As the curtain lowers on the 2022 auction year, there was one more sale featuring some of Hollywood memorabilia’s golden goodies that I am sure will bring back fond memories. Collectors vied for many of the most treasured costumes and props from all-time favorites. Highlighted memorabilia came from epic films, including The Wizard of Oz, The Ten Commandments, and Ferris Bueller’s Day Off.
The top lot went to the hourglass belonging to the Wicked Witch of the West (played by Margaret Hamilton) in the 1939 production of the Wizard of Oz. But that was not the only film in which the hourglass appeared; it also found roles in Babes on Broadway (1941), Diane (1956), and 7 Faces of Dr. Lao (1964). The hourglass, almost two feet in height, was made of wood, paper-mâché, and handblown glass; it was decorated with gargoyles and filled with red glitter that matched the ruby-red shoes the witch was so desperate to have.
One of the most famous lines from the movie is when the Wicked Witch holds the hourglass up to Dorothy (played by Judy Garland) and says” “Do you see that [the hourglass]?” “That’s how much longer you’ve got to be alive! And it isn’t long, my pretty! It isn’t long! I can’t wait forever to get those shoes!” Well, bidding on the hourglass ran out of time as there was only one bid. It was estimated to sell for $600-900k, but bidding started and ended at $400K ($495K w/p).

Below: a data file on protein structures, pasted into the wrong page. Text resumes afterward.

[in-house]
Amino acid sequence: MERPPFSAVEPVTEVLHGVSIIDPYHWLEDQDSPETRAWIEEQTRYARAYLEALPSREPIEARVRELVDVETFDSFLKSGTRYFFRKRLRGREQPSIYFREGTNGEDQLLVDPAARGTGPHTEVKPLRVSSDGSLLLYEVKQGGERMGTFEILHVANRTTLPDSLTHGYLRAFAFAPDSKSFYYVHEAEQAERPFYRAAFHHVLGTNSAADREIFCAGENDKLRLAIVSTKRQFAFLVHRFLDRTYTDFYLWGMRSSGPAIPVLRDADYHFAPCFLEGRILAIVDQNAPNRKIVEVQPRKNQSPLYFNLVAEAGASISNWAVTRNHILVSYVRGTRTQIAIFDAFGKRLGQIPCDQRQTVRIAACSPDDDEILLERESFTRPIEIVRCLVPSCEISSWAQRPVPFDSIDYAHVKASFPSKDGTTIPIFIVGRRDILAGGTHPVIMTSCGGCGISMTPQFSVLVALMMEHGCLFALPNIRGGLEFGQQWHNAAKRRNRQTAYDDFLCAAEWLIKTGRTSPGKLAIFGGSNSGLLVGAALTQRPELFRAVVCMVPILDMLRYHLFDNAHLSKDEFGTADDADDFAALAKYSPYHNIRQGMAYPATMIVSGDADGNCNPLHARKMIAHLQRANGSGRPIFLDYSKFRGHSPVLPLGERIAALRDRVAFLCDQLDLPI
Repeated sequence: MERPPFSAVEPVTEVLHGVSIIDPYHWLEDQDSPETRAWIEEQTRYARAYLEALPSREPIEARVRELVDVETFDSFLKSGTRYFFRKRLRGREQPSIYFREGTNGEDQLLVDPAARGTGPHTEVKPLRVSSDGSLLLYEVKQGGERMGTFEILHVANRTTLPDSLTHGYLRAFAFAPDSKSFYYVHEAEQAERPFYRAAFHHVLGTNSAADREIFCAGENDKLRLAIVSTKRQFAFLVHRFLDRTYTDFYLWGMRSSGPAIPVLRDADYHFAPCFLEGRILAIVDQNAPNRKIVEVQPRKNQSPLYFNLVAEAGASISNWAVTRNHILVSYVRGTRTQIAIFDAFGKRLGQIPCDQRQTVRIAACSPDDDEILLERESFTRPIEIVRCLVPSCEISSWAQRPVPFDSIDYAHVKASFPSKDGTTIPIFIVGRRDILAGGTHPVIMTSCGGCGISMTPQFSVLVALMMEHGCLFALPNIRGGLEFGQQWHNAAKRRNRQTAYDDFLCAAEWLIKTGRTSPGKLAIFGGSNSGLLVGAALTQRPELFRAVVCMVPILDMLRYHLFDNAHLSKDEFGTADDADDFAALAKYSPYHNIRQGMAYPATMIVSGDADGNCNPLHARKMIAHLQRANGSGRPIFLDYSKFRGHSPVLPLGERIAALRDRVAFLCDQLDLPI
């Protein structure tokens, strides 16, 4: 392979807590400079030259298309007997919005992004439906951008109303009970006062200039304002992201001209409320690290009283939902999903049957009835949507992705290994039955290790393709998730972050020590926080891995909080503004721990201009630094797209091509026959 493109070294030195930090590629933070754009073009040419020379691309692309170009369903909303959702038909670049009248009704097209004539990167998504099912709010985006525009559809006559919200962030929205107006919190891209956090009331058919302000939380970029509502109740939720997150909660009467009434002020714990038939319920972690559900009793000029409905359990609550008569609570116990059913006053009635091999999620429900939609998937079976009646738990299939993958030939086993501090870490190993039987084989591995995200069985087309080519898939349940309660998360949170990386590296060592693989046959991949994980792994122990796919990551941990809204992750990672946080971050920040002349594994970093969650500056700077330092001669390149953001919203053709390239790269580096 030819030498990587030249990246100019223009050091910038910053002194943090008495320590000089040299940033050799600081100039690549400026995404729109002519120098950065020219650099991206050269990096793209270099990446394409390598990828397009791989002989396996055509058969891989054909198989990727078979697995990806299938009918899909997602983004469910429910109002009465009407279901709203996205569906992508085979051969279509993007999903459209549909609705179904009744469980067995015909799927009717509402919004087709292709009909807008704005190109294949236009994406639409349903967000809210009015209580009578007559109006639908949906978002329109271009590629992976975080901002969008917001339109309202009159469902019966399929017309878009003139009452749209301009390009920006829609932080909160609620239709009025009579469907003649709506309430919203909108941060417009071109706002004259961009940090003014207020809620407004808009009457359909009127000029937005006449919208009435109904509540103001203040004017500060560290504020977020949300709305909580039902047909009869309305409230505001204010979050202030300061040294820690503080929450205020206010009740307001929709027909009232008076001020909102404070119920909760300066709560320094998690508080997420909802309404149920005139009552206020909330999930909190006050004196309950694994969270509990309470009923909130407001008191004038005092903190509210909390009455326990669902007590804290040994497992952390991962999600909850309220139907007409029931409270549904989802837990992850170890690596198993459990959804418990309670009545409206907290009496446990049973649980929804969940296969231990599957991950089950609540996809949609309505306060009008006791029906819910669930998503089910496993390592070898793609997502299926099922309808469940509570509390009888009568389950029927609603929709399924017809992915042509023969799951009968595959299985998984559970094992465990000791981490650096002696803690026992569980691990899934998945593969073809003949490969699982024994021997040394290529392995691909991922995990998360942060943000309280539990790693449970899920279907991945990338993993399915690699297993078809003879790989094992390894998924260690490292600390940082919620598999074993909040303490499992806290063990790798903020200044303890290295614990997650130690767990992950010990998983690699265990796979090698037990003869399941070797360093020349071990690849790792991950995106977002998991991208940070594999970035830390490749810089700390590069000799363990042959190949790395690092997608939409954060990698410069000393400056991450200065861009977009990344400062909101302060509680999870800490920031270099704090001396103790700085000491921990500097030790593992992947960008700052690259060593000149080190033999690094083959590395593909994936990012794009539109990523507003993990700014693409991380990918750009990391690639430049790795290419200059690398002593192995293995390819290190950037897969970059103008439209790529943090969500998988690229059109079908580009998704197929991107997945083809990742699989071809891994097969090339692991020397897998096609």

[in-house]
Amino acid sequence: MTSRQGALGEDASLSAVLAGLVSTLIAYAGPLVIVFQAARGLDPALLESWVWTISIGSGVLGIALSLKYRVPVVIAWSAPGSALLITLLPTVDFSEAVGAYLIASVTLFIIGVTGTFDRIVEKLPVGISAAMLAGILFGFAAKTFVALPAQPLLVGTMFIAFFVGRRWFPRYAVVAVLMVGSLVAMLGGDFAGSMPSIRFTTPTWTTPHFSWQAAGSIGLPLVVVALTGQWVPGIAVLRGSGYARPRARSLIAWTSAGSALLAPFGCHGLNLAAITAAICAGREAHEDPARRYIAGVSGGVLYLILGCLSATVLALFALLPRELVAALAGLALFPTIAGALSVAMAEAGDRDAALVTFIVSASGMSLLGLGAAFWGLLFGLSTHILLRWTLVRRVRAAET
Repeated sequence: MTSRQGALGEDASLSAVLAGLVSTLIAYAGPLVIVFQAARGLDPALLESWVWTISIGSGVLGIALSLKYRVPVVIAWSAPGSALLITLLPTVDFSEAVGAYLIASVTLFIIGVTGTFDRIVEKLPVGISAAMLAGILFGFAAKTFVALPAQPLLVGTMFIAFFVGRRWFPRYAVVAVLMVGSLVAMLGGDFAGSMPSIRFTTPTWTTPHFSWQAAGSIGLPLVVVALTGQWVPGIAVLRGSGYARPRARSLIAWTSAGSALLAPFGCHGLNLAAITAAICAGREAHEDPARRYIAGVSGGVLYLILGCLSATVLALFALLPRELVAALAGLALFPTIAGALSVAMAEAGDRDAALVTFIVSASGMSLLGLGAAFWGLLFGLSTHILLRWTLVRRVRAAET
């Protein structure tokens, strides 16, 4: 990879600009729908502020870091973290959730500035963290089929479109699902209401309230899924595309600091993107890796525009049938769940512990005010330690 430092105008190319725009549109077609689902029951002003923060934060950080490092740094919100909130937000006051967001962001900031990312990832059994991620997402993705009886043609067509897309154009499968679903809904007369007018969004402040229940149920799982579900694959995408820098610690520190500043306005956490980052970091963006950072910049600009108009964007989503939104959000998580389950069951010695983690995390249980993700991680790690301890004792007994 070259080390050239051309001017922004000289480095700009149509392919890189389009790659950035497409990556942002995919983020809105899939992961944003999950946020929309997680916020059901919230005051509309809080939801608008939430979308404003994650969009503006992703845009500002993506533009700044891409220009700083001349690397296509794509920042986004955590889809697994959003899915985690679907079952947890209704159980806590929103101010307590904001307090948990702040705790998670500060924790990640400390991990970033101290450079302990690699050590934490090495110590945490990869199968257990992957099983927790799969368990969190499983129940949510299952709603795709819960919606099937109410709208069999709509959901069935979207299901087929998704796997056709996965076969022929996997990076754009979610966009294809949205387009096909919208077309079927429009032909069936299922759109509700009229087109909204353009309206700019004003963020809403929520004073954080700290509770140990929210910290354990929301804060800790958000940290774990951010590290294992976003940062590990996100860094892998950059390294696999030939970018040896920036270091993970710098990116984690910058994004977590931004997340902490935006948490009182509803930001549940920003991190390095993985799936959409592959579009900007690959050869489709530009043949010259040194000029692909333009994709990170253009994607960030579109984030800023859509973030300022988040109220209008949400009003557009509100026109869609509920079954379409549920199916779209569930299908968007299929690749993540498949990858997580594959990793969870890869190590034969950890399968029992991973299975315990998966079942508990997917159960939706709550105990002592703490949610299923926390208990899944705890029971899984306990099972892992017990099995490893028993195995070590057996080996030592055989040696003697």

Taking the second spot in the Hollywood memorabilia sale was the robe worn by Moses (played by Charleston Heston) in The Ten Commandments (1956). The red, white, and black robe represents the iconic image of Moses bringing down the Ten Commandments from Mount Sinai and parting the Red Sea. Bidding started at $60K on the $100-150K estimate. As collectors competed, bidding climbed to $360k ($447K w/p).
And do you remember Ferris Bueller’s (played by Matthew Broderick) famous line in the movie? “Life moves pretty fast. If you don’t stop and look around once in a while, you could miss it.” Well, zooming in at the number three spot was a 1961 Ferrari GT Spyder prop, and while life moves pretty fast, this car could not move at all.
In the movie, the Ferrari crashes through a glass wall of the garage as it rolls backward and falls to the ground below. According to the auction house, the car was rebuilt as a display piece after the movie was produced. It was constructed from fiberglass and had all the finishes to resemble the real Ferrari, although there is no engine or drivetrain. It barely drove by the estimate of $160K – $240K when it sold for $270K ($337K w/p).
A few Hollywood memorabilia items deserve an honorable mention: Ursula Andress’s bikini from Dr. No swam into the fourth spot selling for $240K ($300K w/p). Mel Gibson’s sword from Braveheart made$220K ($275K w/p). And a modified version of Herbie from the movie Herbie Goes Bananas parked itself at $170 ($212.5K w/p).
As the New Year celebrations begin, maybe it’s time to watch an old classic and enjoy a quiet movie night with friends and family. Wishing everyone a Happy and Healthy New Year!